General definition book cover
context information

Jainism is an Indian religion of Dharma whose doctrine revolves around harmlessness (ahimsa) towards every living being. The two major branches (Digambara and Svetambara) of Jainism stimulate self-control (or, shramana, ‘self-reliance’) and spiritual development through a path of peace for the soul to progess to the ultimate goal.

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India history and geogprahy

Source: Cologne Digital Sanskrit Dictionaries: Indian Epigraphical Glossary

Masūra.—(ML), small-pox. Note: masūra is defined in the “Indian epigraphical glossary” as it can be found on ancient inscriptions commonly written in Sanskrit, Prakrit or Dravidian languages.

India history book cover
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The history of India traces the identification of countries, villages, towns and other regions of India, as well as royal dynasties, rulers, tribes, local festivities and traditions and regional languages. Ancient India enjoyed religious freedom and encourages the path of Dharma, a concept common to Buddhism, Hinduism, and Jainism.

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Languages of India and abroad

Marathi-English dictionary

Source: DDSA: The Molesworth Marathi and English Dictionary

masūra (मसूर).—f (S) A sort of pulse or lentil, Ervum hirsutum, and Cicer lens.

Source: DDSA: The Aryabhusan school dictionary, Marathi-English

masūra (मसूर).—f A sort of pulse or lentil.

context information

Marathi is an Indo-European language having over 70 million native speakers people in (predominantly) Maharashtra India. Marathi, like many other Indo-Aryan languages, evolved from early forms of Prakrit, which itself is a subset of Sanskrit, one of the most ancient languages of the world.

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Sanskrit dictionary

Source: DDSA: The practical Sanskrit-English dictionary

Masura (मसुर) or Masūra (मसूर).—1 A kind of pulse.

2) A pillow.

-rā 1 A lentil.

2) A harlot.

Derivable forms: masuraḥ (मसुरः), masūraḥ (मसूरः).

--- OR ---

Māsūra (मासूर).—a. (- f.)

1) Lentil-shaped.

2) Made of pulse.

Source: Cologne Digital Sanskrit Dictionaries: Shabda-Sagara Sanskrit-English Dictionary

Masura (मसुर).—mf.

(-raḥ-rā) A sort of pulse or lentil, (Ervum hirsutum, or Cicer lens.) f.

(-rā) A whore. E. mas to weigh, Unadi aff. urac; more usually masūra .

--- OR ---

Masūra (मसूर).—mf.

(-raḥ-rā) A sort of pulse or lentil, (Ervum hirsutum, and Cicer lens.) f.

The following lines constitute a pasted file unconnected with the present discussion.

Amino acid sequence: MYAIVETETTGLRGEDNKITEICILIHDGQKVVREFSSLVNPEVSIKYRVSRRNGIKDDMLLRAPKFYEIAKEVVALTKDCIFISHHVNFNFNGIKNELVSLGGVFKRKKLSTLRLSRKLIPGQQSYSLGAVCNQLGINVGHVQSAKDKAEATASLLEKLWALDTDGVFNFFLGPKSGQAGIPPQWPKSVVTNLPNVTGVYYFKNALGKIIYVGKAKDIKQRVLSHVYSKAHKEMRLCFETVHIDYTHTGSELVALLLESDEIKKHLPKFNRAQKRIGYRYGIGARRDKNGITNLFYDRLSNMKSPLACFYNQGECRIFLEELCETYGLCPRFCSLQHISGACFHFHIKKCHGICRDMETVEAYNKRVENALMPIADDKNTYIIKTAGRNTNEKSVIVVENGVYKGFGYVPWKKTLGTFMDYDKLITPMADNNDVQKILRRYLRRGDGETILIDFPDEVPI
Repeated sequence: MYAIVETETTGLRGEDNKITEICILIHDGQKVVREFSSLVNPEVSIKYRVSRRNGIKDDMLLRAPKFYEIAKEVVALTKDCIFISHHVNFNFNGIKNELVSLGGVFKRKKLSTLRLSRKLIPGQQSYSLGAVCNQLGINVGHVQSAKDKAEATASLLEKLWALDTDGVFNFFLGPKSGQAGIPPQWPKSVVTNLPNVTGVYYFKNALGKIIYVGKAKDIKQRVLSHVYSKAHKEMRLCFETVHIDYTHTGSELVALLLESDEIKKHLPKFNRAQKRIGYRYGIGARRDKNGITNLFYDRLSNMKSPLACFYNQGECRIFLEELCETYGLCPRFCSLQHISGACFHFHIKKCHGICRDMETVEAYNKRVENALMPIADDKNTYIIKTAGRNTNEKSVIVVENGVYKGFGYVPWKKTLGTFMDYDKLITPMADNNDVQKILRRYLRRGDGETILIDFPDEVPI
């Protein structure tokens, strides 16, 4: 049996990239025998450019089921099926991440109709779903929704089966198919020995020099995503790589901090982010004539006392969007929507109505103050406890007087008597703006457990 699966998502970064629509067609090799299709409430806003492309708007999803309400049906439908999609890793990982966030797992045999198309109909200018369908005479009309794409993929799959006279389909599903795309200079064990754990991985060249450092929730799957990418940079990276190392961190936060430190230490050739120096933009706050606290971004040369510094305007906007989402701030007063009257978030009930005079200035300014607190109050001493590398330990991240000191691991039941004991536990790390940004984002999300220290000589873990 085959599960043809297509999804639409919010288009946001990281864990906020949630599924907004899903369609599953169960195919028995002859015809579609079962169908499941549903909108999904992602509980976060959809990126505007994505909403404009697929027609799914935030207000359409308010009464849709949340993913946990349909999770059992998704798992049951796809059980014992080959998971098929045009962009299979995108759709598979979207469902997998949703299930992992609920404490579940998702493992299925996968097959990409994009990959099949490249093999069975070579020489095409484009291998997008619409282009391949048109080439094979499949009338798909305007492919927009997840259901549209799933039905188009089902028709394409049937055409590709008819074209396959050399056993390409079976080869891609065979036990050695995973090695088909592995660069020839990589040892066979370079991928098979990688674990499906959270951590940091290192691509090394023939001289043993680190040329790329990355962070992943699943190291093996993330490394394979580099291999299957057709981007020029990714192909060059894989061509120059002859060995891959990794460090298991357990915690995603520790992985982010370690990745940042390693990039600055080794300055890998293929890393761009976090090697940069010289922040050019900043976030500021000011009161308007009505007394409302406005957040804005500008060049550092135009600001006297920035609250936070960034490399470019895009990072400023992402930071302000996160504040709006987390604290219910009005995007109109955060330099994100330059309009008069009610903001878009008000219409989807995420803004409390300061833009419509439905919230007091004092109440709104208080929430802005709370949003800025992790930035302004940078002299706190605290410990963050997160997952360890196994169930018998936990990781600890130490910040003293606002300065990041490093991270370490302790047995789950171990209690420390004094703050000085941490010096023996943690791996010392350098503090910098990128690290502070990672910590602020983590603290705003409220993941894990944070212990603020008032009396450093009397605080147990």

(-rā) 1. A whore. 2. A lentil. f. (-rī) 1. Small pox. 2. A small round pillow. E. mas to weigh, Unadi aff. ūrac, masūra, the pulse; the other meanings refer to this, implying resemblance to the pea in figure, &c.

Source: Cologne Digital Sanskrit Dictionaries: Benfey Sanskrit-English Dictionary

Masura (मसुर).—masūra, 1. m., and f. , A sort of lentil, Ervum hirsutum, [Suśruta] 1, 24, 9; 26, 1 (?). 2. f. , A harlot.

Masura can also be spelled as Masūra (मसूर).

--- OR ---

Māsūra (मासूर).—i. e. masūra + a, adj., f. , Consisting, made of lentils or pulse.

Source: Cologne Digital Sanskrit Dictionaries: Cappeller Sanskrit-English Dictionary

Masūra (मसूर).—[masculine] lentil.

--- OR ---

Māsūra (मासूर).—[feminine] ī lentil-shaped.

Source: Cologne Digital Sanskrit Dictionaries: Monier-Williams Sanskrit-English Dictionary

1) Masura (मसुर):—m. a sort of lentil or pulse, [cf. Lexicographers, esp. such as amarasiṃha, halāyudha, hemacandra, etc.]

2) Masurā (मसुरा):—[from masura] a f. See below.

3) [from masura] b f. = masura, [cf. Lexicographers, esp. such as amarasiṃha, halāyudha, hemacandra, etc.]

4) [v.s. ...] a harlot, courtezan, [cf. Lexicographers, esp. such as amarasiṃha, halāyudha, hemacandra, etc.]

5) Masūra (मसूर):—[from masura] m. = masura, [Vājasaneyi-saṃhitā] etc. etc.

6) [v.s. ...] a pillow, [cf. Lexicographers, esp. such as amarasiṃha, halāyudha, hemacandra, etc.]

7) [v.s. ...] f(ā and I). See below.

8) Masūrā (मसूरा):—[from masura] f. = masurā, [cf. Lexicographers, esp. such as amarasiṃha, halāyudha, hemacandra, etc.]

9) Māsūra (मासूर):—mf(ī)n. ([from] masūra) lentil-shaped, [Suśruta]

10) made of lentils, [Bhāvaprakāśa]

context information

Sanskrit, also spelled संस्कृतम् (saṃskṛtam), is an ancient language of India commonly seen as the grandmother of the Indo-European language family (even English!). Closely allied with Prakrit and Pali, Sanskrit is more exhaustive in both grammar and terms and has the most extensive collection of literature in the world, greatly surpassing its sister-languages Greek and Latin.